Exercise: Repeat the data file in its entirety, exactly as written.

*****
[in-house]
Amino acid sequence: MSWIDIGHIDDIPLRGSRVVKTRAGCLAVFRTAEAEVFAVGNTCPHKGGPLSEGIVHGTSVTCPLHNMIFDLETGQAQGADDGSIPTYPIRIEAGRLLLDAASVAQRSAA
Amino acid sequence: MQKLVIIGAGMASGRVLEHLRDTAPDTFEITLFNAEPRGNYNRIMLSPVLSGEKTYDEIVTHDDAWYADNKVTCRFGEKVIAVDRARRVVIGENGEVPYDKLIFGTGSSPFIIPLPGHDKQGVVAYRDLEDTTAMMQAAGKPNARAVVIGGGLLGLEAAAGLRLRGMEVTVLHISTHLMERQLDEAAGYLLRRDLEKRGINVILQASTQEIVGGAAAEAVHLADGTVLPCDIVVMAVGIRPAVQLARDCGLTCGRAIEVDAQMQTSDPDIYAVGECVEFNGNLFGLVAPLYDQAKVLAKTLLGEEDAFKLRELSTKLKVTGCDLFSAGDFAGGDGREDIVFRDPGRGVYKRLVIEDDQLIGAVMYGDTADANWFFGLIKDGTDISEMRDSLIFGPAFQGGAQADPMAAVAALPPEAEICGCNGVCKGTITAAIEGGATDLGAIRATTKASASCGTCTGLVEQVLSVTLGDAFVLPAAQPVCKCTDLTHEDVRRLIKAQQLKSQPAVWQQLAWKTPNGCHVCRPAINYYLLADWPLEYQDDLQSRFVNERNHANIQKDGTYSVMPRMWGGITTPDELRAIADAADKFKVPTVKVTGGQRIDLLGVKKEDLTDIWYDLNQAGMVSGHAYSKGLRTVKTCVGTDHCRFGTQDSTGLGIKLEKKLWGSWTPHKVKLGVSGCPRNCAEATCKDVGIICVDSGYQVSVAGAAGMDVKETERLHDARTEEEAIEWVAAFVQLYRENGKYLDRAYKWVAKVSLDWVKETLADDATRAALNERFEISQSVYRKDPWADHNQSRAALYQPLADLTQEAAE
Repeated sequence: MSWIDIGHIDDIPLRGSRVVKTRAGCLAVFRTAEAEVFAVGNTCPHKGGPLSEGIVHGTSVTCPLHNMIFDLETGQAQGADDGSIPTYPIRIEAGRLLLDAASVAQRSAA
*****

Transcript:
[in-house]
Amino acid sequence: MSWIDIGHIDDIPLRGSRVVKTRAGCLAVFRTAEAEVFAVGNTCPHKGGPLSEGIVHGTSVTCPLHNMIFDLETGQAQGADDGSIPTYPIRIEAGRLLLDAASVAQRSAA
Amino acid sequence: MQKLVIIGAGMASGRVLEHLRDTAPDTFEITLFNAEPRGNYNRIMLSPVLSGEKTYDEIVTHDDAWYADNKVTCRFGEKVIAVDRARRVVIGENGEVPYDKLIFGTGSSPFIIPLPGHDKQGVVAYRDLEDTTAMMQAAGKPNARAVVIGGGLLGLEAAAGLRLRGMEVTVLHISTHLMERQLDEAAGYLLRRDLEKRGINVILQASTQEIVGGAAAEAVHLADGTVLPCDIVVMAVGIRPAVQLARDCGLTCGRAIEVDAQMQTSDPDIYAVGECVEFNGNLFGLVAPLYDQAKVLAKTLLGEEDAFKLRELSTKLKVTGCDLFSAGDFAGGDGREDIVFRDPGRGVYKRLVIEDDQLIGAVMYGDTADANWFFGLIKDGTDISEMRDSLIFGPAFQGGAQADPMAAVAALPPEAEICGCNGVCKGTITAAIEGGATDLGAIRATTKASASCGTCTGLVEQVLSVTLGDAFVLPAAQPVCKCTDLTHEDVRRLIKAQQLKSQPAVWQQLAWKTPNGCHVCRPAINYYLLADWPLEYQDDLQSRFVNERNHANIQKDGTYSVMPRMWGGITTPDELRAIADAADKFKVPTVKVTGGQRIDLLGVKKEDLTDIWYDLNQAGMVSGHAYSKGLRTVKTCVGTDHCRFGTQDSTGLGIKLEKKLWGSWTPHKVKLGVSGCPRNCAEATCKDVGIICVDSGYQVSVAGAAGMDVKETERLHDARTEEEAIEWVAAFVQLYRENGKYLDRAYKWVAKVSLDWVKETLADDATRAALNERFEISQSVYRKDPWADHNQSRAALYQPLADLTQEAAE
Repeated sequence: MSWIDIGHIDDIPLRGSRVVKTRAGCLAVFRTAEAEVFAVGNTCPHKGGPLSEGIVHGTSVTCPLHNMIFDLETGQAQGADDGSIPTYPIRIEAGRLLLDAASVAQRSAA